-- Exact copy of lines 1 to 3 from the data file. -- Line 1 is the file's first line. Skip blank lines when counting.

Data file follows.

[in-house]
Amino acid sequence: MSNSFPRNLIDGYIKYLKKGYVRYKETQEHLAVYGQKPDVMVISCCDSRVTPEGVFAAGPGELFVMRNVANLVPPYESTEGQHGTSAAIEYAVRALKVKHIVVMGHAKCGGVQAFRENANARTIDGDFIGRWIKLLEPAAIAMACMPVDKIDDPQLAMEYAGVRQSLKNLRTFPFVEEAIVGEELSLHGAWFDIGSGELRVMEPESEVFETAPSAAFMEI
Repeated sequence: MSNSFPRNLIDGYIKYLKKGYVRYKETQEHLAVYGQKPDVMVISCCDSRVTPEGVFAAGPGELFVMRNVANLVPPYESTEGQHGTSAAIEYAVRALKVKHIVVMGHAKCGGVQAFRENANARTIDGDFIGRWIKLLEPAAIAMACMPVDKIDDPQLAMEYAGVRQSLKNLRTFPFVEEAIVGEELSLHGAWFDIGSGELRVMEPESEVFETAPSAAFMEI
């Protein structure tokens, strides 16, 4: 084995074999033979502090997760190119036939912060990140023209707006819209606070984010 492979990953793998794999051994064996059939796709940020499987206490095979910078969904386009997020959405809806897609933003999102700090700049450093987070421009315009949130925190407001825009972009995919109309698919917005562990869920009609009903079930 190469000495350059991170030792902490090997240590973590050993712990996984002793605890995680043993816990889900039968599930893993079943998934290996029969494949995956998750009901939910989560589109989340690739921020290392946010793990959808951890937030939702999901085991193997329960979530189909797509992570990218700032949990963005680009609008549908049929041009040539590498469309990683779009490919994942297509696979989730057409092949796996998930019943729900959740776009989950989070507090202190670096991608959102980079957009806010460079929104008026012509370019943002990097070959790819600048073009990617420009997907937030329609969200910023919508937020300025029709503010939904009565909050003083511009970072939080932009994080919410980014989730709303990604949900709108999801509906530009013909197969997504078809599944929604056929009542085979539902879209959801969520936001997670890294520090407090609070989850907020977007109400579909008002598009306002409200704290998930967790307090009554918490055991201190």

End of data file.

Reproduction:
[in-house]
Amino acid sequence: MSNSFPRNLIDGYIKYLKKGYVRYKETQEHLAVYGQKPDVMVISCCDSRVTPEGVFAAGPGELFVMRNVANLVPPYESTEGQHGTSAAIEYAVRALKVKHIVVMGHAKCGGVQAFRENANARTIDGDFIGRWIKLLEPAAIAMACMPVDKIDDPQLAMEYAGVRQSLKNLRTFPFVEEAIVGEELSLHGAWFDIGSGELRVMEPESEVFETAPSAAFMEI
Repeated sequence: MSNSFPRNLIDGYIKYLKKGYVRYKETQEHLAVYGQKPDVMVISCCDSRVTPEGVFAAGPGELFVMRNVANLVPPYESTEGQHGTSAAIEYAVRALKVKHIVVMGHAKCGGVQAFRENANARTIDGDFIGRWIKLLEPAAIAMACMPVDKIDDPQLAMEYAGVRQSLKNLRTFPFVEEAIVGEELSLHGAWFDIGSGELRVMEPESEVFETAPSAAFMEI